Only in a great comedy are the supporting characters just as good as the lead characters and there are a plethora of talents in Knocked Up. From Jonah Hill, Jay Baruchel, Jason Segel, and Martin Starr all doing a terrific job at playing Ben's sardonic best friends, there are Debbie and Paul, the only real married couple in the film. Debbie and Paul - who got their own feature film five years after Knocked Up - deal with marital issues that are likely normative in the married life of couples today. Debbie believes in a very controlled, disciplined way of governing her husband and their two children, while Paul believes in a more relaxed, laidback way of parenting. This causes, as expected, an uproar in their marriage, and also causes a pleasant ethics debate for the audience. Is Debbie's disciplining helping or hurting the family? Is Pete in the right position to be sort of "taking nights off from the family?" Come to think of it, Knocked Up, as a whole, is one big ethics question. A "what would you do?" question appears every few minutes for the audience to answer, and thankfully, the presence of the questions doesn't overshadow the humor or vice-versa. Aside from being just another comedy that provides roughly two hours of pleasant escapism, Knocked Up, in retrospect, provides roughly two hours of marital questions and situations, while combining in the humor to seem more like a presentable package.
The winning ingredient for Knocked Up is definitely its heart and its smart focus on the poignancy of pregnancy, especially that of a one-night stand. While this in particular is a rare case, it is nonetheless a realistic one, provided by strong instances of comedy and, yet, strong instances of sadness and sorrow. The scene when Ben and Alison find out their reckless night of debauchery results in a pregnancy is downright soul-crushing, even though you know it's coming. In the blink of an eye, both lives are changed and they're changed so much that the only response is to cry.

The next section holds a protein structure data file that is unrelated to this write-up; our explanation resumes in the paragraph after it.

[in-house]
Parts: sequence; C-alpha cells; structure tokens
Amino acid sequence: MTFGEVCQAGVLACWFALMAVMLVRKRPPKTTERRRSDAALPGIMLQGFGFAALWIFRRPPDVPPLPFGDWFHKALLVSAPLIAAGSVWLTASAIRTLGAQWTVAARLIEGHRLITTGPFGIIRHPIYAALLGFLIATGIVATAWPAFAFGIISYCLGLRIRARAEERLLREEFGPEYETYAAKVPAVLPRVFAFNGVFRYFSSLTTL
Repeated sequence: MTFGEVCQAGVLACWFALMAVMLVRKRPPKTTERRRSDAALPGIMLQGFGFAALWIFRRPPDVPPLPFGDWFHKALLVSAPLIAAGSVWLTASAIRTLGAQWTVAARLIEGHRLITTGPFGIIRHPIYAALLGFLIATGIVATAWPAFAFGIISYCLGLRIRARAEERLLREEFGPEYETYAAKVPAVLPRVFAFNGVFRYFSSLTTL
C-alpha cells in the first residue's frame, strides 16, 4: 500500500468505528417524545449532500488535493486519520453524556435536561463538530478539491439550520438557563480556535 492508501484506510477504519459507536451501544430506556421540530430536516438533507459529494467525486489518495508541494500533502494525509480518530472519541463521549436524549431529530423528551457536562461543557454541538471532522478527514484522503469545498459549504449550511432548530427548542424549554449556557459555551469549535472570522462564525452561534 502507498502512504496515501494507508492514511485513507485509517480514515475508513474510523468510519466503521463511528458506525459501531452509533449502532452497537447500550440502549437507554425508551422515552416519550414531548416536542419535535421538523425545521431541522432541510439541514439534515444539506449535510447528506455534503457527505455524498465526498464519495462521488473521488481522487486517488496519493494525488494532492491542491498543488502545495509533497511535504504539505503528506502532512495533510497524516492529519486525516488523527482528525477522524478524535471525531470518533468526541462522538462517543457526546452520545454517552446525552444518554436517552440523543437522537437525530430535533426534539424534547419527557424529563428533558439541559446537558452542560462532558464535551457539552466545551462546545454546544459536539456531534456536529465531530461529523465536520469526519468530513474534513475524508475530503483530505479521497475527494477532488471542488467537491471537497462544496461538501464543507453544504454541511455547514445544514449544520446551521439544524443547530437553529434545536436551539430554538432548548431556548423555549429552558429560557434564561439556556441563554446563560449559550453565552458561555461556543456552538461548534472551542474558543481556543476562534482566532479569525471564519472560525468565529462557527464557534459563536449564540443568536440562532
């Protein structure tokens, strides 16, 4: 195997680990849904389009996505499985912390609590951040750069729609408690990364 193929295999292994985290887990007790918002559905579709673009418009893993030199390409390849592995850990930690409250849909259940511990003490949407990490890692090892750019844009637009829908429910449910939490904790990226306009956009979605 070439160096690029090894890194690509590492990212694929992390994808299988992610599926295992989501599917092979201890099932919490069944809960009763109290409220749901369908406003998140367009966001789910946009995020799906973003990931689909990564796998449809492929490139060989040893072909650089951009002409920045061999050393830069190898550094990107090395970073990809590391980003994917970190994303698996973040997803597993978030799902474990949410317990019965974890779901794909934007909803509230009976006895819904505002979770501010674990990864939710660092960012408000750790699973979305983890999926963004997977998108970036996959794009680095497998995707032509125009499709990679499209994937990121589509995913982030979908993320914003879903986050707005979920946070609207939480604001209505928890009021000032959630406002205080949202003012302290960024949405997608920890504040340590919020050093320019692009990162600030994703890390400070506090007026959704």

And yet, there are scenes of pure hilarity and fun. Take for example the scene when Alison first meets Ben's goofball friends, or when an unexpected earthquake hits, or even the subplot involving a bet that Martin Starr's character can't shave his beard for the entire year. While Knocked Up tackles some brutally honest notions and occurrences in the lives of pregnant couples and married people, it nevertheless shows the fun side of life. What some of this all boils down to is nerds having fun being nerds.
Knocked Up is more-or-less a roller-coaster, as the real world often is. There are ups, there are downs, there is unconditional happiness, there is unconditional sadness. The humanity the film evokes is nearly nonexistent in the mainstream comedies today, but writer/director/co-producer Apatow knows married life, knows the quirks and hilarity in certain situations, and also knows the time when to be downright realistic and, well, sad. His material from this point looked as if he could only evolve and he certainly did. He is one of the strongest comedy-writers and directors working today.
Starring: Seth Rogen. Katherine Heigl, Paul Rudd, Leslie Mann, Jonah Hill, Jay Baruchel, Jason Segel, and Martin Starr. Directed by: Judd Apatow.